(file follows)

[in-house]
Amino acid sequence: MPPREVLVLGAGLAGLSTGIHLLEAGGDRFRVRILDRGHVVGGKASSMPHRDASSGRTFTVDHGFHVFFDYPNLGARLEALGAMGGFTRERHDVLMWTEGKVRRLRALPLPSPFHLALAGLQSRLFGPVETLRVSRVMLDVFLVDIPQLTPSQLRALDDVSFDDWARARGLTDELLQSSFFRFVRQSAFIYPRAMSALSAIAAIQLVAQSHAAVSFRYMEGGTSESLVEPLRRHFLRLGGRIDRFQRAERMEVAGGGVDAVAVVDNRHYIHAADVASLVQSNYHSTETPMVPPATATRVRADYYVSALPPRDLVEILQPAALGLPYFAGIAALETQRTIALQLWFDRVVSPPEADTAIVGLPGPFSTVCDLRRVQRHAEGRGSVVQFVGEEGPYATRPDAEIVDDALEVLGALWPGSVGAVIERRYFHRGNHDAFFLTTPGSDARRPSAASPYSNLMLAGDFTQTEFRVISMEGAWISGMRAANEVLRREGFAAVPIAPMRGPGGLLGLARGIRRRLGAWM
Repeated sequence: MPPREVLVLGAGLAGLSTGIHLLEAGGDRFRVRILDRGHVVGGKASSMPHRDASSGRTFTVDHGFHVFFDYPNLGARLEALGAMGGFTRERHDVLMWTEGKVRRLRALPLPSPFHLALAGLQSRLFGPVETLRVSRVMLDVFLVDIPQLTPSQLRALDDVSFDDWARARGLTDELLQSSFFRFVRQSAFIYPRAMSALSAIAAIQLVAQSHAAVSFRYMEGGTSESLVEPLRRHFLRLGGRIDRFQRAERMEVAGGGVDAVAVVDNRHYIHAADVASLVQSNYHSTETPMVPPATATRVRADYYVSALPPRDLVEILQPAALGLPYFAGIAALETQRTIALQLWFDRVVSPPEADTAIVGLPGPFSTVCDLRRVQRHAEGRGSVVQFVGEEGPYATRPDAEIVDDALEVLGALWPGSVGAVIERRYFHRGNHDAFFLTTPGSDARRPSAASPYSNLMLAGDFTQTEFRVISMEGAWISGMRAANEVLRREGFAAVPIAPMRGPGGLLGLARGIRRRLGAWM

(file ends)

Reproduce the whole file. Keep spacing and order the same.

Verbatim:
[in-house]
Amino acid sequence: MPPREVLVLGAGLAGLSTGIHLLEAGGDRFRVRILDRGHVVGGKASSMPHRDASSGRTFTVDHGFHVFFDYPNLGARLEALGAMGGFTRERHDVLMWTEGKVRRLRALPLPSPFHLALAGLQSRLFGPVETLRVSRVMLDVFLVDIPQLTPSQLRALDDVSFDDWARARGLTDELLQSSFFRFVRQSAFIYPRAMSALSAIAAIQLVAQSHAAVSFRYMEGGTSESLVEPLRRHFLRLGGRIDRFQRAERMEVAGGGVDAVAVVDNRHYIHAADVASLVQSNYHSTETPMVPPATATRVRADYYVSALPPRDLVEILQPAALGLPYFAGIAALETQRTIALQLWFDRVVSPPEADTAIVGLPGPFSTVCDLRRVQRHAEGRGSVVQFVGEEGPYATRPDAEIVDDALEVLGALWPGSVGAVIERRYFHRGNHDAFFLTTPGSDARRPSAASPYSNLMLAGDFTQTEFRVISMEGAWISGMRAANEVLRREGFAAVPIAPMRGPGGLLGLARGIRRRLGAWM
Repeated sequence: MPPREVLVLGAGLAGLSTGIHLLEAGGDRFRVRILDRGHVVGGKASSMPHRDASSGRTFTVDHGFHVFFDYPNLGARLEALGAMGGFTRERHDVLMWTEGKVRRLRALPLPSPFHLALAGLQSRLFGPVETLRVSRVMLDVFLVDIPQLTPSQLRALDDVSFDDWARARGLTDELLQSSFFRFVRQSAFIYPRAMSALSAIAAIQLVAQSHAAVSFRYMEGGTSESLVEPLRRHFLRLGGRIDRFQRAERMEVAGGGVDAVAVVDNRHYIHAADVASLVQSNYHSTETPMVPPATATRVRADYYVSALPPRDLVEILQPAALGLPYFAGIAALETQRTIALQLWFDRVVSPPEADTAIVGLPGPFSTVCDLRRVQRHAEGRGSVVQFVGEEGPYATRPDAEIVDDALEVLGALWPGSVGAVIERRYFHRGNHDAFFLTTPGSDARRPSAASPYSNLMLAGDFTQTEFRVISMEGAWISGMRAANEVLRREGFAAVPIAPMRGPGGLLGLARGIRRRLGAWM